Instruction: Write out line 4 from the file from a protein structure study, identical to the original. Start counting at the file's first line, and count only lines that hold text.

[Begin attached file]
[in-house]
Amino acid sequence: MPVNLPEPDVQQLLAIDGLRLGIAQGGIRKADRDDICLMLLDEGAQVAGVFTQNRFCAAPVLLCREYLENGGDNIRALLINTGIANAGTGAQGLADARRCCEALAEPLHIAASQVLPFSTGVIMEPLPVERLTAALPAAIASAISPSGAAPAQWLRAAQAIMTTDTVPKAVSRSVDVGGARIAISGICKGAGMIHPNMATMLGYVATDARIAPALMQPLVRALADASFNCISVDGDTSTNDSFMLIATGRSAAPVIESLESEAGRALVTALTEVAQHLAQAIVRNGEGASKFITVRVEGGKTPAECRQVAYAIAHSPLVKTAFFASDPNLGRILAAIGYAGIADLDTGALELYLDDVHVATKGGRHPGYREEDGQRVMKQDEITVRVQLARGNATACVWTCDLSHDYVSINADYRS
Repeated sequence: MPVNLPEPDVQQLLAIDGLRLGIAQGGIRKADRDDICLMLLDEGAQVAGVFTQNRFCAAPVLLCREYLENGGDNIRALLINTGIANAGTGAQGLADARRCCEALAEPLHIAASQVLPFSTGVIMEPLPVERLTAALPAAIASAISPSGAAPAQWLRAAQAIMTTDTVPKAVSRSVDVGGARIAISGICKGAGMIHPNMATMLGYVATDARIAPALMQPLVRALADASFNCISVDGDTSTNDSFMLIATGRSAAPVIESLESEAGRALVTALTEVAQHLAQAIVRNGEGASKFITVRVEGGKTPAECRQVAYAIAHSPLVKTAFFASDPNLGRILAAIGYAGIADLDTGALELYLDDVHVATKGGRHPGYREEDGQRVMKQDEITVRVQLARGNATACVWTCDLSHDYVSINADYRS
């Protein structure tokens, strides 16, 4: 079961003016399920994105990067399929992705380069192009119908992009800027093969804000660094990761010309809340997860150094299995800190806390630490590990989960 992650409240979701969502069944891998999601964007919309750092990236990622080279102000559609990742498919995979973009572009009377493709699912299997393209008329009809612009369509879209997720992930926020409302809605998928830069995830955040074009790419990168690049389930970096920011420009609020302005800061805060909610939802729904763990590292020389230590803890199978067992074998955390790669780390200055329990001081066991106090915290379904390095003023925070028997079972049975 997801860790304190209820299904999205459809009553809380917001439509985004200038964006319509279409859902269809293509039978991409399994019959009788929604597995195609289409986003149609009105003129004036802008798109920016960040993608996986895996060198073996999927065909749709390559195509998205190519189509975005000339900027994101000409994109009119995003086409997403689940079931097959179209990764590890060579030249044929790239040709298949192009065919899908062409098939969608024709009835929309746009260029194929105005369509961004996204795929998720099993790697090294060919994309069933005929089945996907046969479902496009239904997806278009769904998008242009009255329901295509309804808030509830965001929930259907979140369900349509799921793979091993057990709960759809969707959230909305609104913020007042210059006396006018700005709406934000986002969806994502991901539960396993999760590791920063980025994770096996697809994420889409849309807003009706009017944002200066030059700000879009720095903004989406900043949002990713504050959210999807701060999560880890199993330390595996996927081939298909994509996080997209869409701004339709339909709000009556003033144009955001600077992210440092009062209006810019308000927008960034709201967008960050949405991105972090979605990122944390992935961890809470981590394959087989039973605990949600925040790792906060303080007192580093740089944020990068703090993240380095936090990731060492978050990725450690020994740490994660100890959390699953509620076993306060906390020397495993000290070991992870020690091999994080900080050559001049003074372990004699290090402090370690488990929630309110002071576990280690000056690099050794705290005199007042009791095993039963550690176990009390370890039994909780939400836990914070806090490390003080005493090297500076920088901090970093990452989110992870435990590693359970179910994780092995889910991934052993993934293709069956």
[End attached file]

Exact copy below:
């Protein structure tokens, strides 16, 4: 079961003016399920994105990067399929992705380069192009119908992009800027093969804000660094990761010309809340997860150094299995800190806390630490590990989960 992650409240979701969502069944891998999601964007919309750092990236990622080279102000559609990742498919995979973009572009009377493709699912299997393209008329009809612009369509879209997720992930926020409302809605998928830069995830955040074009790419990168690049389930970096920011420009609020302005800061805060909610939802729904763990590292020389230590803890199978067992074998955390790669780390200055329990001081066991106090915290379904390095003023925070028997079972049975 997801860790304190209820299904999205459809009553809380917001439509985004200038964006319509279409859902269809293509039978991409399994019959009788929604597995195609289409986003149609009105003129004036802008798109920016960040993608996986895996060198073996999927065909749709390559195509998205190519189509975005000339900027994101000409994109009119995003086409997403689940079931097959179209990764590890060579030249044929790239040709298949192009065919899908062409098939969608024709009835929309746009260029194929105005369509961004996204795929998720099993790697090294060919994309069933005929089945996907046969479902496009239904997806278009769904998008242009009255329901295509309804808030509830965001929930259907979140369900349509799921793979091993057990709960759809969707959230909305609104913020007042210059006396006018700005709406934000986002969806994502991901539960396993999760590791920063980025994770096996697809994420889409849309807003009706009017944002200066030059700000879009720095903004989406900043949002990713504050959210999807701060999560880890199993330390595996996927081939298909994509996080997209869409701004339709339909709000009556003033144009955001600077992210440092009062209006810019308000927008960034709201967008960050949405991105972090979605990122944390992935961890809470981590394959087989039973605990949600925040790792906060303080007192580093740089944020990068703090993240380095936090990731060492978050990725450690020994740490994660100890959390699953509620076993306060906390020397495993000290070991992870020690091999994080900080050559001049003074372990004699290090402090370690488990929630309110002071576990280690000056690099050794705290005199007042009791095993039963550690176990009390370890039994909780939400836990914070806090490390003080005493090297500076920088901090970093990452989110992870435990590693359970179910994780092995889910991934052993993934293709069956």